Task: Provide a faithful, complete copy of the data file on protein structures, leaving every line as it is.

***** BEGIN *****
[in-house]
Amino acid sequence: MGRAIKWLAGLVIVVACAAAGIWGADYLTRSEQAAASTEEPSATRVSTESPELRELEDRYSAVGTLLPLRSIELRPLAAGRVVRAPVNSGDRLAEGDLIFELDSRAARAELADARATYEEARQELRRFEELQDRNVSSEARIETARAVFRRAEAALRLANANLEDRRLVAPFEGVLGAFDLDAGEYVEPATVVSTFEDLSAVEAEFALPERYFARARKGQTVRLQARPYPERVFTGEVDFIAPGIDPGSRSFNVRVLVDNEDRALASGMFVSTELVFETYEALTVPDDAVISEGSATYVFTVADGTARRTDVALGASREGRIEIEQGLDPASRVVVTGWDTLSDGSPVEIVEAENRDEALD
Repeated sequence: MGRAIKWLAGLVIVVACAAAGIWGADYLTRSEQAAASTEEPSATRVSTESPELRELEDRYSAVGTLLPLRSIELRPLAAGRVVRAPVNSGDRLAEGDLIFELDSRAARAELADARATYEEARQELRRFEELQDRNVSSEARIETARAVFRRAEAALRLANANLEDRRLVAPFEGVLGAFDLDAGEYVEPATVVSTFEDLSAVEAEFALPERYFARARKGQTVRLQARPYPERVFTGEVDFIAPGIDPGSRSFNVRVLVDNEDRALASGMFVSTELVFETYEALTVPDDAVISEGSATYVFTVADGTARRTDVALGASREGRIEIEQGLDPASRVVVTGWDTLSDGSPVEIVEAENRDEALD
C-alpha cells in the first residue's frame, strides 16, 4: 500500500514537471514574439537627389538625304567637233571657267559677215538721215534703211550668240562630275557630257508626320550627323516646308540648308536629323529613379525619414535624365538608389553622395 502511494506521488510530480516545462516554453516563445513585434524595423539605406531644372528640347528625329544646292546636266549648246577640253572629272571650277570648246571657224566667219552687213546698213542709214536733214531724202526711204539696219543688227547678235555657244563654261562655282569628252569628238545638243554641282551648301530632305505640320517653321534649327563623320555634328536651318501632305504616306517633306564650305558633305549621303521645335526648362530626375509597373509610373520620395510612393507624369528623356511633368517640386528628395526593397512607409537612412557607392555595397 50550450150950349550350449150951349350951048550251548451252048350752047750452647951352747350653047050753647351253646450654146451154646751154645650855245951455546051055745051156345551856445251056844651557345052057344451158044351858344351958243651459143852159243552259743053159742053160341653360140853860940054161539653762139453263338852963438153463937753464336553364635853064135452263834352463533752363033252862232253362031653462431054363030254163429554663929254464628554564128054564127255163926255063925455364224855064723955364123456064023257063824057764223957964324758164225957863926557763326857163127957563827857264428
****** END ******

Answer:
[in-house]
Amino acid sequence: MGRAIKWLAGLVIVVACAAAGIWGADYLTRSEQAAASTEEPSATRVSTESPELRELEDRYSAVGTLLPLRSIELRPLAAGRVVRAPVNSGDRLAEGDLIFELDSRAARAELADARATYEEARQELRRFEELQDRNVSSEARIETARAVFRRAEAALRLANANLEDRRLVAPFEGVLGAFDLDAGEYVEPATVVSTFEDLSAVEAEFALPERYFARARKGQTVRLQARPYPERVFTGEVDFIAPGIDPGSRSFNVRVLVDNEDRALASGMFVSTELVFETYEALTVPDDAVISEGSATYVFTVADGTARRTDVALGASREGRIEIEQGLDPASRVVVTGWDTLSDGSPVEIVEAENRDEALD
Repeated sequence: MGRAIKWLAGLVIVVACAAAGIWGADYLTRSEQAAASTEEPSATRVSTESPELRELEDRYSAVGTLLPLRSIELRPLAAGRVVRAPVNSGDRLAEGDLIFELDSRAARAELADARATYEEARQELRRFEELQDRNVSSEARIETARAVFRRAEAALRLANANLEDRRLVAPFEGVLGAFDLDAGEYVEPATVVSTFEDLSAVEAEFALPERYFARARKGQTVRLQARPYPERVFTGEVDFIAPGIDPGSRSFNVRVLVDNEDRALASGMFVSTELVFETYEALTVPDDAVISEGSATYVFTVADGTARRTDVALGASREGRIEIEQGLDPASRVVVTGWDTLSDGSPVEIVEAENRDEALD
C-alpha cells in the first residue's frame, strides 16, 4: 500500500514537471514574439537627389538625304567637233571657267559677215538721215534703211550668240562630275557630257508626320550627323516646308540648308536629323529613379525619414535624365538608389553622395 502511494506521488510530480516545462516554453516563445513585434524595423539605406531644372528640347528625329544646292546636266549648246577640253572629272571650277570648246571657224566667219552687213546698213542709214536733214531724202526711204539696219543688227547678235555657244563654261562655282569628252569628238545638243554641282551648301530632305505640320517653321534649327563623320555634328536651318501632305504616306517633306564650305558633305549621303521645335526648362530626375509597373509610373520620395510612393507624369528623356511633368517640386528628395526593397512607409537612412557607392555595397 50550450150950349550350449150951349350951048550251548451252048350752047750452647951352747350653047050753647351253646450654146451154646751154645650855245951455546051055745051156345551856445251056844651557345052057344451158044351858344351958243651459143852159243552259743053159742053160341653360140853860940054161539653762139453263338852963438153463937753464336553364635853064135452263834352463533752363033252862232253362031653462431054363030254163429554663929254464628554564128054564127255163926255063925455364224855064723955364123456064023257063824057764223957964324758164225957863926557763326857163127957563827857264428